• Give students choices of texts. This approach is taken in several of the sample lessons. Choice is a powerful motivator and support for children. That motivation goes a long way towards sustaining their interest and attention as they work on their own. Often when the lesson is situated in a unit of study on a particular topic, children make choices within that topic. They are therefore able to share knowledge with each other that contributes to the entire class’s further understanding of the topic.


During independent or collaborative practice, the teacher’s main role is to confer with students. These conferences – short interactions we have with individual children or partners as they work – play a significant role in helping students be successful. Very brief conferences take place through all stages of the gradual release lesson; whenever kids turn and talk, the teacher is always circulating, listening, and probing. But it is during independent or collaborative practice that we have the greatest opportunities for conferring.

ConferringLearning to confer well is one of the most challenging parts of teaching a comprehension lesson. Think-alouds can be prepared ahead of time (hopefully they are!), but conferences need to be figured out on the fly, based on what the teacher is seeing and hearing from the students. Conferences need to be short and the teacher is simultaneously scanning the room to be sure all kids are involved while focusing on one or two in a conference.

The major purpose of conferring is to provide differentiated support for individual students to address their specific needs. This is our best time to truly teach – when we see what an individual child is doing and thinking, and can hone in on what will move that child forward. In addition, conferences help us informally assess in order to know how to build future lessons, with the whole class, small groups, or individual children.

The big question we want to keep in mind about conferring is: how do our interactions with kids support them to move towards independence? We can’t make sure they fully understand every sentence in a text, or correct spelling and punctuation, and those are not our goals in conferring. Rather, we work to reinforce or strengthen children’s independent use of strategies to further their understanding as they read. So we try to frame our conferences in ways that will leave them with actions they can take not only with reference to the specific text and assignment, but for future ones as well.

Listening and TalkingWe do this by listening to and talking with the child and looking at their work in progress. We look for their strengths, helping them become conscious of strategic moves they are making so that they will repeat them in other texts. We teach to the child’s approximations or what he or she appears ready to do next. As teachers we are sometimes so tuned into students’ deficiencies that we have to retrain ourselves to actually notice their emerging strengths and build on them!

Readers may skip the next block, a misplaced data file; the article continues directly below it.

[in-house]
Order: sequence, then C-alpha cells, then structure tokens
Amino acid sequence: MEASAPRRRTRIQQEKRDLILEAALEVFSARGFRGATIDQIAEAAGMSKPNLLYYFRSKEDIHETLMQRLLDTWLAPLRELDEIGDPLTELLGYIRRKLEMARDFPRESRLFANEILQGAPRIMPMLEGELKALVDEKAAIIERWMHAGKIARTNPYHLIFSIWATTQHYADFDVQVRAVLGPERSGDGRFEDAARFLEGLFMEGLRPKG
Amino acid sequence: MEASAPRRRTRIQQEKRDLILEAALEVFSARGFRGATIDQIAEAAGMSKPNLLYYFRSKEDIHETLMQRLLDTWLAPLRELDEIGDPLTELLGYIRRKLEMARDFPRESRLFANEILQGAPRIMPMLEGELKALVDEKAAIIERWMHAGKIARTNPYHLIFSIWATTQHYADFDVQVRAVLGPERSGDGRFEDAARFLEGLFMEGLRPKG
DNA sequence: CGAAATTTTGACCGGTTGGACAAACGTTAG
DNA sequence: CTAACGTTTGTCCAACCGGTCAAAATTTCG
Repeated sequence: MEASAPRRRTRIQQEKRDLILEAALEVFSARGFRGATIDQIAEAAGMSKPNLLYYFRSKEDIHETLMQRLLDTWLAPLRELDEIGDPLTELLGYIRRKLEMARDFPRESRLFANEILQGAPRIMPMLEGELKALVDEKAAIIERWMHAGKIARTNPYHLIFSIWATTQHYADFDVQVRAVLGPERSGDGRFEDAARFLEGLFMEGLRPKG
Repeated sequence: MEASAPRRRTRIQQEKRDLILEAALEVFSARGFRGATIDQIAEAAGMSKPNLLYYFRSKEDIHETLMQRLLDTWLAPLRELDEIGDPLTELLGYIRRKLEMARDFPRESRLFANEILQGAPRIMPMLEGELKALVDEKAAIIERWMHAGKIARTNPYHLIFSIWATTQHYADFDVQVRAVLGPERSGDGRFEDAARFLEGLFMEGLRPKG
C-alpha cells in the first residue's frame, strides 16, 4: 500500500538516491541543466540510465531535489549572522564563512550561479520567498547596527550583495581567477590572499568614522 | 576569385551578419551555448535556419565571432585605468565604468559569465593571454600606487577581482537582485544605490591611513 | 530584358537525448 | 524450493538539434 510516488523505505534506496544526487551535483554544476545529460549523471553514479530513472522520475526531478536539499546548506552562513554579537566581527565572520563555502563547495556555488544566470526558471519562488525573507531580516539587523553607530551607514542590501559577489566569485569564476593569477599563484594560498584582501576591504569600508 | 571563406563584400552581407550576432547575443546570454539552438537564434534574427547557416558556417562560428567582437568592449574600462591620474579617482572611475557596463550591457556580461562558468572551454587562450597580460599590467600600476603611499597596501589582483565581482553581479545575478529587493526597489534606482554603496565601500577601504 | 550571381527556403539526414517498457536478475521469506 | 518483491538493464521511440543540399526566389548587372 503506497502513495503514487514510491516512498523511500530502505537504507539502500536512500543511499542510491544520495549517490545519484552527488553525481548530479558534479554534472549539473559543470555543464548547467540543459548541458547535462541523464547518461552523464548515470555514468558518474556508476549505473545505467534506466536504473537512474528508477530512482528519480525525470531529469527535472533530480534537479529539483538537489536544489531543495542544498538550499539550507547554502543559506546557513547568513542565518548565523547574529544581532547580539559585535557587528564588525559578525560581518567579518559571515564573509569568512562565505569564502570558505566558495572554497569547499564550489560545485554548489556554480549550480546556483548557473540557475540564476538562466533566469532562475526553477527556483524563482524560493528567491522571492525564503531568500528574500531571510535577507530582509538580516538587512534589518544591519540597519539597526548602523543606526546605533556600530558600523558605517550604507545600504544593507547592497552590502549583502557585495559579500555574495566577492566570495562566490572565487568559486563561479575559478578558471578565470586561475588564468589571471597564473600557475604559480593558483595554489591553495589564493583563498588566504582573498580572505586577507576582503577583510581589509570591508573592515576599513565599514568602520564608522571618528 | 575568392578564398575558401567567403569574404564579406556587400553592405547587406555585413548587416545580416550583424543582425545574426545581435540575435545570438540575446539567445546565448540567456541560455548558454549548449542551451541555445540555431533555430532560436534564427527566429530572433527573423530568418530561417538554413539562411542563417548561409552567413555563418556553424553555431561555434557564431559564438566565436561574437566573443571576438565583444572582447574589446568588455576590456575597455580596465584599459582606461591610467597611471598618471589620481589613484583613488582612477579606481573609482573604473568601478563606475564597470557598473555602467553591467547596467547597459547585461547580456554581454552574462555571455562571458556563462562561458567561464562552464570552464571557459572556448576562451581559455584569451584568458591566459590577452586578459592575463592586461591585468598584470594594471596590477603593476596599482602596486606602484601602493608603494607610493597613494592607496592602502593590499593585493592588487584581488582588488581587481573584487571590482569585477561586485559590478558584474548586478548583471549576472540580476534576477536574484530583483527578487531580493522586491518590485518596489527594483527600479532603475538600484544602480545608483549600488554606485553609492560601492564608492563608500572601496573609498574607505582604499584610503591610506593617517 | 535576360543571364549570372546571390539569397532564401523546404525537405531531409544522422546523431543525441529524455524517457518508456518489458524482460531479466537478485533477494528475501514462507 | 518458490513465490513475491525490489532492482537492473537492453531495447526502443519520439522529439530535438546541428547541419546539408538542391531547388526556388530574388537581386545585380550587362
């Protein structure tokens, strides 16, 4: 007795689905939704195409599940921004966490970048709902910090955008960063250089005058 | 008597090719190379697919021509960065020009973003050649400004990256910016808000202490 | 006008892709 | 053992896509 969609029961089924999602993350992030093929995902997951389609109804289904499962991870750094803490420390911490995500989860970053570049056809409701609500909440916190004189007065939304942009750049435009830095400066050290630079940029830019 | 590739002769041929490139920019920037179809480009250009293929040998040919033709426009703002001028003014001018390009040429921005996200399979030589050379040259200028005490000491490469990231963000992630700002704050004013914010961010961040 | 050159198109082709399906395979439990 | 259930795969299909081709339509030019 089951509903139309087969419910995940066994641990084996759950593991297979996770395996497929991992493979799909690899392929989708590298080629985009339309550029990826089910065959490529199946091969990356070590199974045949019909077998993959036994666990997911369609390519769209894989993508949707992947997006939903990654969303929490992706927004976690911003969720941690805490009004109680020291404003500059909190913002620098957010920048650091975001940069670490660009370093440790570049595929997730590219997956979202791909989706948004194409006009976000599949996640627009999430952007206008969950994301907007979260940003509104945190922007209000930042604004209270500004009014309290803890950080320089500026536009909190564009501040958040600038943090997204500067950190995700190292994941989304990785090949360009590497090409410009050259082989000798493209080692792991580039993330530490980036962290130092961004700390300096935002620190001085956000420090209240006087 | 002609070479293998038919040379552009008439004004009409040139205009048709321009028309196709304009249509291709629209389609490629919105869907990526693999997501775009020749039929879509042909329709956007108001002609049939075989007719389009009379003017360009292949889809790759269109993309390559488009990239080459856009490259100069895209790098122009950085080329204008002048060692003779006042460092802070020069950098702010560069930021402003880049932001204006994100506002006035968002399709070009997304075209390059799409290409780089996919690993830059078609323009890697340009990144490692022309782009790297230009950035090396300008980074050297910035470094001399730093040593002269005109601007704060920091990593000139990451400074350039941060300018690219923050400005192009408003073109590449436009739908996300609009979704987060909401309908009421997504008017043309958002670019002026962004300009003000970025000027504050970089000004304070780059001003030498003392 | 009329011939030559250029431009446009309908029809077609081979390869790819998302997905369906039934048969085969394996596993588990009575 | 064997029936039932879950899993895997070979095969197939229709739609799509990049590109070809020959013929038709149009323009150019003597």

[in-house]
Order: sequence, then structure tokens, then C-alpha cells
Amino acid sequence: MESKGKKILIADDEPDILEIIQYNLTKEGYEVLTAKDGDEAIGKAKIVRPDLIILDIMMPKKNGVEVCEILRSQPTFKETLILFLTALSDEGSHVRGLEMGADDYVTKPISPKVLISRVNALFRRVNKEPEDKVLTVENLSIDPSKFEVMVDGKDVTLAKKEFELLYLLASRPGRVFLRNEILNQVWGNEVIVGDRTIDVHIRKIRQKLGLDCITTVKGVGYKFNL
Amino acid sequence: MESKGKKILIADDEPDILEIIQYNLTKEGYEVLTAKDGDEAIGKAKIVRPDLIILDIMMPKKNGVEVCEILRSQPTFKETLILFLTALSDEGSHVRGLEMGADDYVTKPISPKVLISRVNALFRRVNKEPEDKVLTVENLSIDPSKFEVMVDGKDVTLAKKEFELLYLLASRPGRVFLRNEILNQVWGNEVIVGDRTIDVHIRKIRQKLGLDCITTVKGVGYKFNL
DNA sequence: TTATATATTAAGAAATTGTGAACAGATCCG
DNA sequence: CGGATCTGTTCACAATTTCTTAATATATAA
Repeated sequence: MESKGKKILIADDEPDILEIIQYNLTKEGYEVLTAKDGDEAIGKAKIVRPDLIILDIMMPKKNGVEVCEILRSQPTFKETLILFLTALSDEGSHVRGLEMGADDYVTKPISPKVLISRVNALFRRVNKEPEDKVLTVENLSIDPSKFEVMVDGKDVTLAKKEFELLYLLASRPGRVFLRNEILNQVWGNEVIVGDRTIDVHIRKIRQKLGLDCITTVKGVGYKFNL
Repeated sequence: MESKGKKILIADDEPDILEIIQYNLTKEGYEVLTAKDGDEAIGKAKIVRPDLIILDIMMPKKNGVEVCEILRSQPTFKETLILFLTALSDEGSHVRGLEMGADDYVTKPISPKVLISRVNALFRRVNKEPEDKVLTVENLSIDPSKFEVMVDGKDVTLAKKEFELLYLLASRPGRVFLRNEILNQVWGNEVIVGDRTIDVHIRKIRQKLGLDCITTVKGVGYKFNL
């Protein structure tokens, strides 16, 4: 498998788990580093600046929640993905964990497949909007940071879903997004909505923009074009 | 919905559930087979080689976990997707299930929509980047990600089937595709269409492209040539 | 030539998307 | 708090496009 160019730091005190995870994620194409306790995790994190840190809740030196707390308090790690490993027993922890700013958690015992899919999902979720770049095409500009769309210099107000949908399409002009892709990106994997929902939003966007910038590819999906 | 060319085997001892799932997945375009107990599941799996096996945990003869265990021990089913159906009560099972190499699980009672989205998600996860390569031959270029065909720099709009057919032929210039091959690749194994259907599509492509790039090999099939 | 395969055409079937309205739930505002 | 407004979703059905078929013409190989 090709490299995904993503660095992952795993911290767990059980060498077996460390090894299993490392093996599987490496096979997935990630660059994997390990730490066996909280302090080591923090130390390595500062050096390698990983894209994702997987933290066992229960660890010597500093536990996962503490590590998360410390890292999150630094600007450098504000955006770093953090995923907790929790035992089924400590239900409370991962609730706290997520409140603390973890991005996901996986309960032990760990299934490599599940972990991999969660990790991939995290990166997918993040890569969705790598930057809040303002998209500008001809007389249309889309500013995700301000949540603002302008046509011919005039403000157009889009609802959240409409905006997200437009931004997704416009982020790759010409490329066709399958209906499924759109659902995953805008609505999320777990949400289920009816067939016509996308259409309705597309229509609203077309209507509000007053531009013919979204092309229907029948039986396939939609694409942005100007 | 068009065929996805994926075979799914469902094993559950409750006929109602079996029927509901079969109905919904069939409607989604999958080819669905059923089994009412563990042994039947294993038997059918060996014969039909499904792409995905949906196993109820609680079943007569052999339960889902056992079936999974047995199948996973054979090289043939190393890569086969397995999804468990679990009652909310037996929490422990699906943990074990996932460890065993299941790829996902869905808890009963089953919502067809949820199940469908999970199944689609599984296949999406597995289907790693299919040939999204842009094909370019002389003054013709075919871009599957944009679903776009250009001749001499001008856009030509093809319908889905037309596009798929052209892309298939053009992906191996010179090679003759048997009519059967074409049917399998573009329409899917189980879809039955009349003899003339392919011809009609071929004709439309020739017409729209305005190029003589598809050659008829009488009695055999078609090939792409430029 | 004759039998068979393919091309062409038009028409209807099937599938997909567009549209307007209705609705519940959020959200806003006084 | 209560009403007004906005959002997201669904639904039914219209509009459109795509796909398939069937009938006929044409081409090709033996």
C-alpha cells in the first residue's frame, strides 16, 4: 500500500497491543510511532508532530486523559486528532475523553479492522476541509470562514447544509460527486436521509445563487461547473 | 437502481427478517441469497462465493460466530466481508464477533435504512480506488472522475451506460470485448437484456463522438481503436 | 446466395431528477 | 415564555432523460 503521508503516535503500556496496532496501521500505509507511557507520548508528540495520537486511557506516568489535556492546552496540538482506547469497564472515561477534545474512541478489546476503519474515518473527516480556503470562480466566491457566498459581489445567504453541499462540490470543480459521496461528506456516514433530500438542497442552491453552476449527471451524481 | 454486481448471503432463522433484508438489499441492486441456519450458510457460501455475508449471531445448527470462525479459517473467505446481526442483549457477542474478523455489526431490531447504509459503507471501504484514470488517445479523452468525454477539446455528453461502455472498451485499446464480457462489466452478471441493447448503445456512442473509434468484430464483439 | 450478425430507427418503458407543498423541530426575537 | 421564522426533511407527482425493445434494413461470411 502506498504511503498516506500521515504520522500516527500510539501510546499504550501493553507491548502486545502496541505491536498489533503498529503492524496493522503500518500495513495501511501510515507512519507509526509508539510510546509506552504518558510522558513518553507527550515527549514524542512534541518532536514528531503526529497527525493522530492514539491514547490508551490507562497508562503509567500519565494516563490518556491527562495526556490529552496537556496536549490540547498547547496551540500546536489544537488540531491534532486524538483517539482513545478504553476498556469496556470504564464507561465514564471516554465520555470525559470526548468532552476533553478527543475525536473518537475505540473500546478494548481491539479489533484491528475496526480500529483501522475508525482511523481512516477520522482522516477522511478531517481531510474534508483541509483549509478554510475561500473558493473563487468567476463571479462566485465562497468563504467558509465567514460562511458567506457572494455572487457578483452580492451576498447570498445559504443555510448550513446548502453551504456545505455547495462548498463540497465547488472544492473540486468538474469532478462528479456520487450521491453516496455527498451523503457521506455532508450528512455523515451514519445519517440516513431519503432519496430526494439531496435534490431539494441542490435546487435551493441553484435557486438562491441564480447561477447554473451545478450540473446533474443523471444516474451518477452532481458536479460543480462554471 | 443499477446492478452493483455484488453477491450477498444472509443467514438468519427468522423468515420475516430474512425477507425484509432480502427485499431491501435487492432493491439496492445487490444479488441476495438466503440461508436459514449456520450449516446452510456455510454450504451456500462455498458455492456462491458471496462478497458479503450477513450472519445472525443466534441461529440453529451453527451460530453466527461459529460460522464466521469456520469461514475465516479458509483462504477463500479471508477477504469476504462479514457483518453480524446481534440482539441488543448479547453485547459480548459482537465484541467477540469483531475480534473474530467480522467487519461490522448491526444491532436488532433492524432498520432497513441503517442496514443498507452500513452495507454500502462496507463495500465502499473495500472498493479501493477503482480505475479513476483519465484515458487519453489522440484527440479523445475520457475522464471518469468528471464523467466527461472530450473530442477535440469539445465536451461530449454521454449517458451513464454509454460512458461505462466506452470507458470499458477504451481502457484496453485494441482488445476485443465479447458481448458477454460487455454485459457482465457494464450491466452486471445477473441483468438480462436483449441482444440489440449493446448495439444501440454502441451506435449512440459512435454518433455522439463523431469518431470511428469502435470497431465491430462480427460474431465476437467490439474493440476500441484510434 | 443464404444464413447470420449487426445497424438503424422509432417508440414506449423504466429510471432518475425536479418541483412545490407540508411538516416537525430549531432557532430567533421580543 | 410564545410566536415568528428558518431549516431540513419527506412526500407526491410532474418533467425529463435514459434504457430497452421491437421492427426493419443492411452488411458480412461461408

In each sample lesson, you will see great variety in children’s understandings of how to use the strategy when they are working on their own. In the inferring lesson, for example, some children needed help in figuring out how to make an inference, while others were moving from inferring about a specific line of a poem to inferring the big ideas of the poem as a whole. We do not expect every child to have the same level of competency at the end of a single lesson. Instead, we take notes on what they are able to do and use what we learn to plan for further instruction.

The language we use with children when we confer makes a huge difference. As in all our interactions throughout the lesson, we want conferences to be conversational and supportive, not evaluative and judgmental. We honor kids’ thinking at the same time as we help them take that thinking further. In the Questions to Consider for the Independent or Collaborative Practice segments of each sample lesson, we offer different ways to examine the language that the teachers use as they confer with children. The process of analyzing this language helps us to examine our own language more closely and work to make it more precise and purposeful.

See Assessment Module for more about conferring.